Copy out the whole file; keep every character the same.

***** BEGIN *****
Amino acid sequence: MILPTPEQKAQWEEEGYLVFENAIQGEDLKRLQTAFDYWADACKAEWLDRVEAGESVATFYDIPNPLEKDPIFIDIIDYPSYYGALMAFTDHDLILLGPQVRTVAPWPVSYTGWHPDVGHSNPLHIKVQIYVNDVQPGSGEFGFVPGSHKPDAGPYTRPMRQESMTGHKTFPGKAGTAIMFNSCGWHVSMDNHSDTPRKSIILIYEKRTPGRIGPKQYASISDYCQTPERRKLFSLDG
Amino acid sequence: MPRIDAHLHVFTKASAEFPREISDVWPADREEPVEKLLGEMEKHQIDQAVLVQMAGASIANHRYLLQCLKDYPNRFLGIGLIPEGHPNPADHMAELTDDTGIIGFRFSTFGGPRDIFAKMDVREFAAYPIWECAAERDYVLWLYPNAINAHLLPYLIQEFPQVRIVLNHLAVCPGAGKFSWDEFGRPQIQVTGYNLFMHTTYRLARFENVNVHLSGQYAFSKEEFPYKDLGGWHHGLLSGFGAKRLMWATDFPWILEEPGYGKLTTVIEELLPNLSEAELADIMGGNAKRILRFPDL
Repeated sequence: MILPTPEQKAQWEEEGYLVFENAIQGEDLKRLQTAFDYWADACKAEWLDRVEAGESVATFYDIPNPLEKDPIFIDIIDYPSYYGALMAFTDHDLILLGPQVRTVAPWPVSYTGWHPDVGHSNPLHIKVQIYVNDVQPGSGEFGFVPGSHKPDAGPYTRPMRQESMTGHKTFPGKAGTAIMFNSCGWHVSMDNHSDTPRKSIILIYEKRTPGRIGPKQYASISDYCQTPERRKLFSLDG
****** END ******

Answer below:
Amino acid sequence: MILPTPEQKAQWEEEGYLVFENAIQGEDLKRLQTAFDYWADACKAEWLDRVEAGESVATFYDIPNPLEKDPIFIDIIDYPSYYGALMAFTDHDLILLGPQVRTVAPWPVSYTGWHPDVGHSNPLHIKVQIYVNDVQPGSGEFGFVPGSHKPDAGPYTRPMRQESMTGHKTFPGKAGTAIMFNSCGWHVSMDNHSDTPRKSIILIYEKRTPGRIGPKQYASISDYCQTPERRKLFSLDG
Amino acid sequence: MPRIDAHLHVFTKASAEFPREISDVWPADREEPVEKLLGEMEKHQIDQAVLVQMAGASIANHRYLLQCLKDYPNRFLGIGLIPEGHPNPADHMAELTDDTGIIGFRFSTFGGPRDIFAKMDVREFAAYPIWECAAERDYVLWLYPNAINAHLLPYLIQEFPQVRIVLNHLAVCPGAGKFSWDEFGRPQIQVTGYNLFMHTTYRLARFENVNVHLSGQYAFSKEEFPYKDLGGWHHGLLSGFGAKRLMWATDFPWILEEPGYGKLTTVIEELLPNLSEAELADIMGGNAKRILRFPDL
Repeated sequence: MILPTPEQKAQWEEEGYLVFENAIQGEDLKRLQTAFDYWADACKAEWLDRVEAGESVATFYDIPNPLEKDPIFIDIIDYPSYYGALMAFTDHDLILLGPQVRTVAPWPVSYTGWHPDVGHSNPLHIKVQIYVNDVQPGSGEFGFVPGSHKPDAGPYTRPMRQESMTGHKTFPGKAGTAIMFNSCGWHVSMDNHSDTPRKSIILIYEKRTPGRIGPKQYASISDYCQTPERRKLFSLDG